Recently the President of Linfield University, Miles K. Davis, summarily fired Professor Daniel Pollack-Pelzner, a Shakespeare scholar who had held an endowed chair in the Department of English and had represented the faculty as a member of the Board of Trustees. According to the university administration, Pollack-Pelzner was terminated for reasons unrelated to his achievements as a teacher, researcher, or publishing scholar. Rather, the administration states that he was sacked because he had “engaged in conduct that is harmful to the university,” specifically that he had “violated instructions to preserve the attorney-client privilege” and that he had “circulated false statements about the university, its employees and its board.” In other words, Professor Pollack-Pelzner had publicly criticized the university and its president. President Davis fired him in retaliation. Pollack-Pelzner learned of his firing in an email, in which he learned that his termination was effective immediately.
This action by President Davis violates the principle of academic freedom on which all institutions of higher education depend to conduct their work with honesty and integrity. It is the final defense of free inquiry against the forces of political obedience and ideological conformity. No professor who has earned the protections of academic freedom can or may be deprived of it except for just cause and by due process. In Professor Pollack-Pelzner’s case, none of these conditions apply. Judging by Linfield University’s internal governance policies, Pollack-Pelzner was terminated without proper cause and with no process whatsoever. On its face, the action of President Davis appears to violate the Recommended Institutional Regulations on Academic Freedom and Tenure, adopted by the American Association of University Professors in 1957; when completed, an ongoing investigation by the AAUP will determine the scope of Linfield’s violation of academic freedom. All indications are that Pollack-Pelzner’s termination is precisely the sort of abuse that tenure and academic freedom are intended to prevent.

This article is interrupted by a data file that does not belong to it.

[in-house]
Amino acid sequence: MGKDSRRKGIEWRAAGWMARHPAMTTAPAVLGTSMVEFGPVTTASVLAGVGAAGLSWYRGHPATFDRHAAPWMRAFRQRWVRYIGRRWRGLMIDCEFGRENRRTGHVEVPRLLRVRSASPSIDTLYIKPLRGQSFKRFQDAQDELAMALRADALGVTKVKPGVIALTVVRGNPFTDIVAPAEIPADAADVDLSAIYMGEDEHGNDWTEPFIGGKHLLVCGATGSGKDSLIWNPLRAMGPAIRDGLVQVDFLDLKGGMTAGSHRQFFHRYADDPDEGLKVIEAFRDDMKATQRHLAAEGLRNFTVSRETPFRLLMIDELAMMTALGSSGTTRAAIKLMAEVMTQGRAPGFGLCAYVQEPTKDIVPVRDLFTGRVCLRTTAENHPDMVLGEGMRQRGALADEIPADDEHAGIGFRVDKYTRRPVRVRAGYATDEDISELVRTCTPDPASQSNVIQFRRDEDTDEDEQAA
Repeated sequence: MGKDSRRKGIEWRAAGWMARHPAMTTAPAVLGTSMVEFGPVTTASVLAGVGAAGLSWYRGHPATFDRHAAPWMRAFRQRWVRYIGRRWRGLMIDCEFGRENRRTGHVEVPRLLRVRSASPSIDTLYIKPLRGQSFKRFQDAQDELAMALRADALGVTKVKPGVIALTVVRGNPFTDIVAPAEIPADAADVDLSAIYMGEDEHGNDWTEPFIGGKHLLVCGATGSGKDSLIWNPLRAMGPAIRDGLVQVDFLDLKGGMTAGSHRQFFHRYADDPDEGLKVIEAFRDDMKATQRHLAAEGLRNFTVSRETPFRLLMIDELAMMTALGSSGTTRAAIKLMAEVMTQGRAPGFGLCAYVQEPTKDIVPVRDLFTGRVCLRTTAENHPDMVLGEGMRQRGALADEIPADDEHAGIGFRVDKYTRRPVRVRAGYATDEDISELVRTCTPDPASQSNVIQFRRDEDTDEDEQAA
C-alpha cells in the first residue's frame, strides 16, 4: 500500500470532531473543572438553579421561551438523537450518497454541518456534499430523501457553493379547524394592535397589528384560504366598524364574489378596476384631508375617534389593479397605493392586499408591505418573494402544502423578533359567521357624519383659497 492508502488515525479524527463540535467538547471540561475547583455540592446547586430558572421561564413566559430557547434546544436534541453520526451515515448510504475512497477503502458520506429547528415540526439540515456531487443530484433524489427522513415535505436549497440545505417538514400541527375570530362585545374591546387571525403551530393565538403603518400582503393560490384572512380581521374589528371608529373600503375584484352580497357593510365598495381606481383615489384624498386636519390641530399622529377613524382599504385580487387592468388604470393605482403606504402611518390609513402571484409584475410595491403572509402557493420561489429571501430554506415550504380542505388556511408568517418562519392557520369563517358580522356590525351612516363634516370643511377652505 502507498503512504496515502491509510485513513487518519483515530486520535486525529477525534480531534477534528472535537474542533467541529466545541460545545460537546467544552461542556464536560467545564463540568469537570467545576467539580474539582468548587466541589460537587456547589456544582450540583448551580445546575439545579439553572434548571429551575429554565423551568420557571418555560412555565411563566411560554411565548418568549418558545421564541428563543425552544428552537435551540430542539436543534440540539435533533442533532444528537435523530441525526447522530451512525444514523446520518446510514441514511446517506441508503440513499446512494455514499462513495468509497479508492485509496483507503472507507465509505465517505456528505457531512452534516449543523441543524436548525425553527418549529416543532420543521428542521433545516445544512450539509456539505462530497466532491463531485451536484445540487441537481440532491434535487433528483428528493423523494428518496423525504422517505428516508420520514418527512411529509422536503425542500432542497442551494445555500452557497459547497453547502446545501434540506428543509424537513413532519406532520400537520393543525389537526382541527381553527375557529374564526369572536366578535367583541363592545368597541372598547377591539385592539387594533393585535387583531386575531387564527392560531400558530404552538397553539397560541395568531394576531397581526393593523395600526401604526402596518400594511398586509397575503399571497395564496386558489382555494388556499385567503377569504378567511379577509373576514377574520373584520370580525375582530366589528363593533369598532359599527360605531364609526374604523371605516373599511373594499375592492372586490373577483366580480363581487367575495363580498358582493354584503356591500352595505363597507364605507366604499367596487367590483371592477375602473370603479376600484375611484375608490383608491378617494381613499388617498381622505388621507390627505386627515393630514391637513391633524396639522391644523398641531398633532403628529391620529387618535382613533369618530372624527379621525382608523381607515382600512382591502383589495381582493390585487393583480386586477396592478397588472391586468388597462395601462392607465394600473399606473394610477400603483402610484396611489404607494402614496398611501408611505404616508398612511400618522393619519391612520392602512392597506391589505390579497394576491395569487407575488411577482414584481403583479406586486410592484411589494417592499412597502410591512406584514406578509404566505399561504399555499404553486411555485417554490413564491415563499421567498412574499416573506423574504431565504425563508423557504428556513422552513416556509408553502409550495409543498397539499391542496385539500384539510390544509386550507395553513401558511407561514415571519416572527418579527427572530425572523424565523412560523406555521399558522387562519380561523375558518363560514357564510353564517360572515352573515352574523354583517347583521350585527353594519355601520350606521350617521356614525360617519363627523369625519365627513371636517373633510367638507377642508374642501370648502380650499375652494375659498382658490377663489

We, the United Academics of the University of Oregon, condemn President Davis’s actions in the strongest possible terms and urge him to reverse his decision. We also urge the Board of Trustees of Linfield University to register their opposition to this unacceptable assault on free, scholarly inquiry. And we stand in solidarity with Professor Pollack-Pelzner and all our friends and colleagues among the faculty at Linfield.